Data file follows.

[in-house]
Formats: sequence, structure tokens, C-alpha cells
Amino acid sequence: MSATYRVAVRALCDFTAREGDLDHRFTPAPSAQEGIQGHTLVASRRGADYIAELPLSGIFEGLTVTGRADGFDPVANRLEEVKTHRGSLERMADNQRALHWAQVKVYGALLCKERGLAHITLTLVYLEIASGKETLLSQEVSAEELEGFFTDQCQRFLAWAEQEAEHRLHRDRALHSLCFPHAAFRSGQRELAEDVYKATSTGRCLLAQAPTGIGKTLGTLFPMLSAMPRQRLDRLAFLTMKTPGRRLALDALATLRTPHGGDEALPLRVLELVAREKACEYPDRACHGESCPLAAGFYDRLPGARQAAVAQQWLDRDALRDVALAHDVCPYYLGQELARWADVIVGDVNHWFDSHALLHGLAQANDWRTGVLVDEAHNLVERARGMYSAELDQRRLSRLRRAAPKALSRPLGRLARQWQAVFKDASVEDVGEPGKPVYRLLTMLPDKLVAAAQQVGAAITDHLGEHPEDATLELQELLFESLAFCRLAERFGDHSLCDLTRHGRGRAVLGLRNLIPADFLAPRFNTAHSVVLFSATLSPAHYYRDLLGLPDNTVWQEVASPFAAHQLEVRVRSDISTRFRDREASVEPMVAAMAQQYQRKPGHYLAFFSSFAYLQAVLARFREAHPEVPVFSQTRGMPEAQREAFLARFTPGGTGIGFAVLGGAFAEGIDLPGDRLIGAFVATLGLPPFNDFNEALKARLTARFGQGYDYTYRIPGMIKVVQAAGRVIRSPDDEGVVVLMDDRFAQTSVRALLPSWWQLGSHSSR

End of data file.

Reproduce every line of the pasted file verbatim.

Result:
[in-house]
Formats: sequence, structure tokens, C-alpha cells
Amino acid sequence: MSATYRVAVRALCDFTAREGDLDHRFTPAPSAQEGIQGHTLVASRRGADYIAELPLSGIFEGLTVTGRADGFDPVANRLEEVKTHRGSLERMADNQRALHWAQVKVYGALLCKERGLAHITLTLVYLEIASGKETLLSQEVSAEELEGFFTDQCQRFLAWAEQEAEHRLHRDRALHSLCFPHAAFRSGQRELAEDVYKATSTGRCLLAQAPTGIGKTLGTLFPMLSAMPRQRLDRLAFLTMKTPGRRLALDALATLRTPHGGDEALPLRVLELVAREKACEYPDRACHGESCPLAAGFYDRLPGARQAAVAQQWLDRDALRDVALAHDVCPYYLGQELARWADVIVGDVNHWFDSHALLHGLAQANDWRTGVLVDEAHNLVERARGMYSAELDQRRLSRLRRAAPKALSRPLGRLARQWQAVFKDASVEDVGEPGKPVYRLLTMLPDKLVAAAQQVGAAITDHLGEHPEDATLELQELLFESLAFCRLAERFGDHSLCDLTRHGRGRAVLGLRNLIPADFLAPRFNTAHSVVLFSATLSPAHYYRDLLGLPDNTVWQEVASPFAAHQLEVRVRSDISTRFRDREASVEPMVAAMAQQYQRKPGHYLAFFSSFAYLQAVLARFREAHPEVPVFSQTRGMPEAQREAFLARFTPGGTGIGFAVLGGAFAEGIDLPGDRLIGAFVATLGLPPFNDFNEALKARLTARFGQGYDYTYRIPGMIKVVQAAGRVIRSPDDEGVVVLMDDRFAQTSVRALLPSWWQLGSHSSR